- Long ziti (you could use regular or maybe a bucatini)
- shallots (2 small ones I had in the fridge)
-fresh tarragon (one package)
- 1 package of lamb merguez (6 links)
- oyster mushrooms 
- crushed red pepper 
- tomato powder (a random gourmet product I picked up in Olivier and Co, but I don't think a vital ingredient)
- finishing salt
- olive oil

I started by boiling some water with a ton of regular salt in it, and cooked the pasta until al dente (about 9 min).

While the pasta was cooking, I minced the shallots and started to sauté them and about a half tablespoon of crushed red pepper in a large 6 quart sauté pan over medium heat. After the shallots were a little cooked, about 2 min, I chopped up the the lamb sausage and added that to the sauce pan, cooking then until they were almost browned, at that point I added a bunch of sliced fresh oyster mushrooms, and I added about 1 teaspoon of the tomato powder and a little kosher salt to the whole mix and let it all cook until the mushrooms were nice and soft but not too soft! (The tomato powder could be substituted with tomato paste, but if you do this I would use a tablespoon of tomato paste and instead of waiting to add it nearly at the end, I would add the tomato paste to the shallots and crushed pepper initially when you start, so that it gets worked into the oil and makes a nice sauce.)
Once the mushrooms are cooked, add the chopped tarragon, and leave on the heat for like 5-10 seconds, you don't want it to wilt!
Now add the cooked pasta, and mix well, and add a little finishing salt before serving. I served with a persian shirazi salad, which made it extra good! Recipe for shirazi salad is coming!

Noush-e Jaan!

Thursday, May 3, 2012

Broccoli with Garlic Sauce

So I worked in the pediatric ER last Friday and Sunday. Sunday night I was wiped out, and when I got home at 11:30 I felt a lymph node that was tender in my neck, and Monday morning I couldn't even wake up I was so sick. I was sick until this morning where I feel okay.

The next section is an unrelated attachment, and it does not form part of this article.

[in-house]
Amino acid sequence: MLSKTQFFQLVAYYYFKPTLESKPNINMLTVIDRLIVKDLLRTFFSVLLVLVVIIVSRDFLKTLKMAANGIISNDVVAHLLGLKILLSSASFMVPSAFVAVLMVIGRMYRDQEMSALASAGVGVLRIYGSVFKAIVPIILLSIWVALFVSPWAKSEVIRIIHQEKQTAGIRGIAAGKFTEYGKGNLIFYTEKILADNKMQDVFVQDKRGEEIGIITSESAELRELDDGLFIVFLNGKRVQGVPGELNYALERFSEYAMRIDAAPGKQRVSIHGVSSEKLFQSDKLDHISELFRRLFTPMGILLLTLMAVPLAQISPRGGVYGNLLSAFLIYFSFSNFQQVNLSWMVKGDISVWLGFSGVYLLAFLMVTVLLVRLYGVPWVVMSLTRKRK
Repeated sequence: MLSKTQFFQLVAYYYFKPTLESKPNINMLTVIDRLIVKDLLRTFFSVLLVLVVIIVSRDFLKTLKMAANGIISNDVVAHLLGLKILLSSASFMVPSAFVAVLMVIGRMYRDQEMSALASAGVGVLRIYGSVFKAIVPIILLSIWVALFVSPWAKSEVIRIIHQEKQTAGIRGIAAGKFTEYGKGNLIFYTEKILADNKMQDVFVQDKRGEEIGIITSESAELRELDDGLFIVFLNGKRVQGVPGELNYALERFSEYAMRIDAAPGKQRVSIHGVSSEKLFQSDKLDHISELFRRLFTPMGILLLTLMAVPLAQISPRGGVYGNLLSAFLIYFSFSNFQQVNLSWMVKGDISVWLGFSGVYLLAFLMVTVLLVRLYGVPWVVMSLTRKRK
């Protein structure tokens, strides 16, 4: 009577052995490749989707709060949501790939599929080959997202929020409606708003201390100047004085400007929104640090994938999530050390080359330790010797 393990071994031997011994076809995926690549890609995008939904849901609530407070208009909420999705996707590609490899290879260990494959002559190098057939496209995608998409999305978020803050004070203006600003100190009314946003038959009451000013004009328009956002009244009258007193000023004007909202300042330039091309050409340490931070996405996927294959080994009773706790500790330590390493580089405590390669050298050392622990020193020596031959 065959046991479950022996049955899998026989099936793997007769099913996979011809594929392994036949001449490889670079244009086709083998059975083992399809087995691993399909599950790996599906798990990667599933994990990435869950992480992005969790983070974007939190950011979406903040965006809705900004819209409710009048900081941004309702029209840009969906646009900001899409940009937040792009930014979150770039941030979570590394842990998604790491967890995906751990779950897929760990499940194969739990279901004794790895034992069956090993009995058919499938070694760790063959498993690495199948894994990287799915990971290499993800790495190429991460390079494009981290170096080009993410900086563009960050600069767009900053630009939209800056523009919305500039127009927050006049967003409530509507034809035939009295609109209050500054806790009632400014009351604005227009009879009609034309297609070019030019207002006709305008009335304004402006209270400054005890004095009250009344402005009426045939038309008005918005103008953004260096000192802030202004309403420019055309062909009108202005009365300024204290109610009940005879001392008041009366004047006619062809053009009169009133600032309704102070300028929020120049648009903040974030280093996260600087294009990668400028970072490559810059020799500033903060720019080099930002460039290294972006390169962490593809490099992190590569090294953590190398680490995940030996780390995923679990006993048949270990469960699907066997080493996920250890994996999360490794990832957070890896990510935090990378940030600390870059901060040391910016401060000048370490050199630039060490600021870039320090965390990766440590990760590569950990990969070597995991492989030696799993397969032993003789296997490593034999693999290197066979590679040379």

So when I am sick I only want to eat two things: Fresh squeezed orange juice, and Chinese food (specifically wonton soup, broccoli with garlic sauce and general tso's chicken). I really think the combo of OJ and wonton soup can be curative.
So now that I recovered, today I bought some broccoli and made my own version of broccoli with garlic sauce.
2 bunches of broccoli
2 tablespoons of corn starch (organic nonGMO variety/ rapunzel brand)
7 garlic cloves minced
1/2 teaspoon red chilli flakes
2 teaspoons of sesame oil
2 tablespoons of soy sauce
2 tablespoons brown sugar
1 cup of chicken broth (that's what I had)
A sprinkling of sesame seeds
Sriracha sauce
Safflower oil

In a cup I combined the garlic, brown sugar, corn starch, soy sauce, sesame oil, and the broth. I whipped it until it was smooth.
In a wok I heated the safflower oil and the red chilli flakes, and when the oil is warmed I added the broccoli, let I cook until it was almost cooked, then I added the sauce I made and added sriracha to taste, and let it cook down. At the very end I sprinkled the sesame seeds onto it, and let it cook 10 more seconds and voila!

It was delicious and I plan to take it to work this weekend with some brown rice!

Thursday, October 13, 2011

Eggs... good for everything

So I love eggs!!!  They are easy, versatile and they take a really long time to go bad (this is a very important quality for me in food, because I never know when I am actually going to have a chance to cook)

So this post is all about eggs!  Three different recipes... 

Shirred Eggs with chervil and goat cheese

This I made this morning for my husband who has feeling a bit rundown.  I happen to be a strong believer that most ailments can be cured with or at least assuaged with a good meal!  So I decided to make him a hearty meal to help bring him a little energy and umph for the rest of the week!

Goat Cheese

This is a super easy recipe.  This is a good one, that you can start, then hop in the shower, and when you get out you can put on the finishing touches.

You butter a small ramekin by just rubbing a stick of butter in it, don't be stingy with the butter, you don't want your eggs sticking to the ramekin.

Crack a whole egg into the ramekin, and salt and pepper it accordingly. 

Put the ramekin in the oven, or a toaster over, set to about 400 on bake.   Let them cook for about 7-10 minutes.  You may need to play around with your oven setting and time. 

After about 7 minutes check on them, if the whites look cooked and the yellow is still soft, you have succeeded.  Top them with a little chopped chervil and grated or diced goat cheese, and then broil the whole thing for another minute or two!  And voila you have shirred eggs. 

They whites taste really baked and fluffy and the yellow is yummy and gooey.

Obviously you can substitute the type of cheese and herb that you use.  You can make your own bacon bits and add those on top.  Also if you can get a bigger ramekin or other baking type stoneware then you can put more than one egg in each dish.

Here is a picture of the finished product

Eshkene (Persian Egg Drop Soup)